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In Hermann Hesse's novel Magister Ludi, or The Glass Bead Game, the players belonged to a monastic order, 400 years hence, in the post- apocalyptic realm of Castalia. Even a generation ago, when Hesse was nearly as big as Dylan, the concept proved too high for most of the novelist's admirers. Now that so many different flavours of Romanticism are on offer, the public gets its Central European Catholic spirituality from the composer Grecki rather than Hesse. He has found a niche in the Net, however, thanks to a band of enthusiasts who are intrigued by the possibility of realising the Glass Bead Game in hypermedia.

According to one of these pioneers, Gail Sullivan, "the essence of a Glass Bead Game would include a system that showed interrela- tionships between artifacts across various disciplines for the purpose of showing universality." In short, it is a game of associations. Anything can be associated with anything; a word with an image, a cat with a fiddle, a symphony with a law of physics. Charles Cameron, whose site contains probably the greatest concentration of Glass Bead Game theory and practice on the Web, gives the example of a link between Eliot's verse "The dove descending", from "Little Gidding" in Four Quartets, and Vaughan Williams' composition The Lark Ascending. The Web, where every form of information is turned into digits and joined by links, seems a natural habitat for such an activity.

It's a tolerant pastime, in that it can stretch from bandying trivia to the contemplation of the transcendent. The Game is what the players make of it. Illustrating what can be done with a simple "move" such as "a pail of water", Charles Cameron devises a tale about how the bucket was one of a group from a railway station, representing the four elements: another contained sand, representing earth, another was empty, and therefore contained air; on the outside of each was written the word "fire".

Perhaps the subtlest digital Glasperlenspielmeister is Terence MacNamee, whose interest in medieval liturgical drama has inspired him to make "solemn" games in the spirit of Hesse's Ludus Sollemnis, which is performed as a type of liturgy. MacNamee's Web work is distinguished by its composure, its scholarship and its lack of embellishment. He has a monk's cell of a home page; devoid of graphics and with a background in default grey, but presented in English, French, German, Irish and Latin ("pagina domestica"). He defines the aim of the Game as "meditative insight through the juxtaposition of ideas". Charles Cameron also stresses the meditative aspect of Hesse's Game, comparing it to rosary devotions.

MacNamee has the rare gift of enabling sentences to do their work in tranquillity. The formal structure he adopts for his Games, with tropes and glosses clearly labelled, is an exoskeleton for a kind of poetry. In "The Jewish Cemetery", he invokes Chagall's painting of that name, and recounts a story told by Goethe about how, in the Jewish Cemetery in Venice, the poet-naturalist's servant presented him with a ram's skull and joked that it was a Jew's. Other characters in the pageant are Hamlet and the gravedigger, Faust and Mephisto, Abraham and God.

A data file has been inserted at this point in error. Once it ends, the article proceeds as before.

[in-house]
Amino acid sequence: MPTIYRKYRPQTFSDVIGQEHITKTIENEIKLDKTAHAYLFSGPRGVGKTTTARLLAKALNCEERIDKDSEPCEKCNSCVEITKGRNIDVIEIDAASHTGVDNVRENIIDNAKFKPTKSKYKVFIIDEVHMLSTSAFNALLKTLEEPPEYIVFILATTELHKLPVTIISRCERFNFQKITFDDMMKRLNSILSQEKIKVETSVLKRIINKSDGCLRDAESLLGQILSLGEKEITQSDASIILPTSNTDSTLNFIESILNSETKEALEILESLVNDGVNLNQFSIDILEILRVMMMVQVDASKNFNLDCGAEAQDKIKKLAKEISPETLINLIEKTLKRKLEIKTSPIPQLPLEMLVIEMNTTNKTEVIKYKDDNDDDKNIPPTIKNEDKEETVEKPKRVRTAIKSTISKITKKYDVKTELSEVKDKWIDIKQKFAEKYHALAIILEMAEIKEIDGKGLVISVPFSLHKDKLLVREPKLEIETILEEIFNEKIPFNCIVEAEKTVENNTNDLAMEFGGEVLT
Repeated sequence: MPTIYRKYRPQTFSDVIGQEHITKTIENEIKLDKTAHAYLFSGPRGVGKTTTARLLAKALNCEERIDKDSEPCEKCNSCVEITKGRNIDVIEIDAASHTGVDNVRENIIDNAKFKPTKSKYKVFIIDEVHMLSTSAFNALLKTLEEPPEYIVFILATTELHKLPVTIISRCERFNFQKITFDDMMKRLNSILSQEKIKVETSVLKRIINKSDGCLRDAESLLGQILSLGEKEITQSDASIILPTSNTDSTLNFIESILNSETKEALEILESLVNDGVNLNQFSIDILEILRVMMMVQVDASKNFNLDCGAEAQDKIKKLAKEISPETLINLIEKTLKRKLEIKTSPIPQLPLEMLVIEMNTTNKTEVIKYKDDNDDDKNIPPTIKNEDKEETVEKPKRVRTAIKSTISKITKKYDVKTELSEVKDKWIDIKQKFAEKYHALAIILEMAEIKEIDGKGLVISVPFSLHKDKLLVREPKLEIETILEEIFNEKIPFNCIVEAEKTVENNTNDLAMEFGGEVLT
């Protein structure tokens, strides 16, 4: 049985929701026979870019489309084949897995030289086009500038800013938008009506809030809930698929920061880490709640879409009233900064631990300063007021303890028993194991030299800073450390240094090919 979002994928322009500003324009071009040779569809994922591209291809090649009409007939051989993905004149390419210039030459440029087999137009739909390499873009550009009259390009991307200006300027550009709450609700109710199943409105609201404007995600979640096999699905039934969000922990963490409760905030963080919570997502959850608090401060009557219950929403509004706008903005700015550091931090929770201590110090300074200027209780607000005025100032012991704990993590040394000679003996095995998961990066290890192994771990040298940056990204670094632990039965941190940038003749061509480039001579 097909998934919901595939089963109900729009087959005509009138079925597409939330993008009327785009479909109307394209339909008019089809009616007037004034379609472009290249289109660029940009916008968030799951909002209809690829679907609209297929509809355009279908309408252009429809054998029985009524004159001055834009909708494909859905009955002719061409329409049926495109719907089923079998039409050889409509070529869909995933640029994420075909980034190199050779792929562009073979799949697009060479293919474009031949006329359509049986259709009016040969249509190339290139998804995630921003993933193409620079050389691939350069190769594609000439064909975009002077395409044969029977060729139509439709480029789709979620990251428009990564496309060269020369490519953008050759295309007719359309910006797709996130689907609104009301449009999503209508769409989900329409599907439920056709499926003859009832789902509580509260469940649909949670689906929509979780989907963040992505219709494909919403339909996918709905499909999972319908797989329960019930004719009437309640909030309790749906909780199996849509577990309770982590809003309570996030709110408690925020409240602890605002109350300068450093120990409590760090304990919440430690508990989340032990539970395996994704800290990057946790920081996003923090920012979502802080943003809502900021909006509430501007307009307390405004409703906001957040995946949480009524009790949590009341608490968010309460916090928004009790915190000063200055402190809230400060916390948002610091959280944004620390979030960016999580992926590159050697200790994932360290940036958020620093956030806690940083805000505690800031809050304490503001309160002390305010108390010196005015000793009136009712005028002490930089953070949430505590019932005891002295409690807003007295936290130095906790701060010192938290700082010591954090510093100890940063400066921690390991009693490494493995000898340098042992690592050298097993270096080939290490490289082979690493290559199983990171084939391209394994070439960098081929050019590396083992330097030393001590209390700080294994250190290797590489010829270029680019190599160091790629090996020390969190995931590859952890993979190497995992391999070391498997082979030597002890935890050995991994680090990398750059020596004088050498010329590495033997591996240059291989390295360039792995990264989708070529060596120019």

The cycle moves on to 19th- century propositions about what lay inside skulls, from phrenology, to physical anthropology, based upon racial hierarchy, to Cesare Lombroso's epiphanic identification of criminals as primitive throwbacks: "At the sight of that skull, I seemed to see all of a sudden lighted up as a vast plain under a flaming sky, the problem of the nature of the criminal ... The subsequent moves are inevitable; to Nazi science, and thence to the Jewish cemeteries."


Since 1917, Fatima has established itself as one of the world's premier BVMs, or apparitions of the Blessed Virgin Mary. In a series of BVM events, three secrets were imparted to three shepherd children from the Portuguese village of Fatima. Number One was a vision of Hell; Number Two prophesied the Second World War; Number Three has been the subject of intense speculation, and accusations of a Vatican cover-up. The Fatima Network: Our Lady of Fatima Online claims to reveal the final secret, in a sequence of prevaricating texts that ought to carry a warning similar to the "may involve a long call" small print for phone chatlines.

Boiled down to bullet point length, the Third Secret concerns a crisis of faith within the Catholic Church. To help avoid this, and to further the BV's aims, which appear to revolve around the consecration of Russia to Herself, visitors are invited to click on a Perpetual Rosary. It requires faith and a Java-capable browser.


The people behind the Jump Ahead children's series know how to tweak parental Achievement Angst. "The pre-school years are the most important part of a child's educational life," warn the notes for Nursery (Knowledge Adventure, Windows/Macintosh, 3-5 years, around pounds 35), one of the most appealing titles in the range. But it's not enough for children's CD-ROMs to instil computer literacy, hone cognitive skills, and meet the demands of the National Curriculum. They have a moral and social mission too. Nursery aims to promote "sharing, healthy eating, good manners, and safety rules". All together, now: "If you learn to share / You'll have more friends / And together you'll sing / Sharing is a good thing."


The entry-level title in the Fisher-Price Ready For Learning series, Play Family (Davidson, Windows, 18 months to 3 years, around pounds 23.50), presents animated versions of Fisher-Price toys; big, shiny and rounded, just how toddlers like them. Sensibly for all concerned - children, parents and computers - the disk doesn't insist that a child masters the mouse, but will sometimes respond to a simple thump on the keyboard. It also promises to inculcate politeness, if only towards your computer.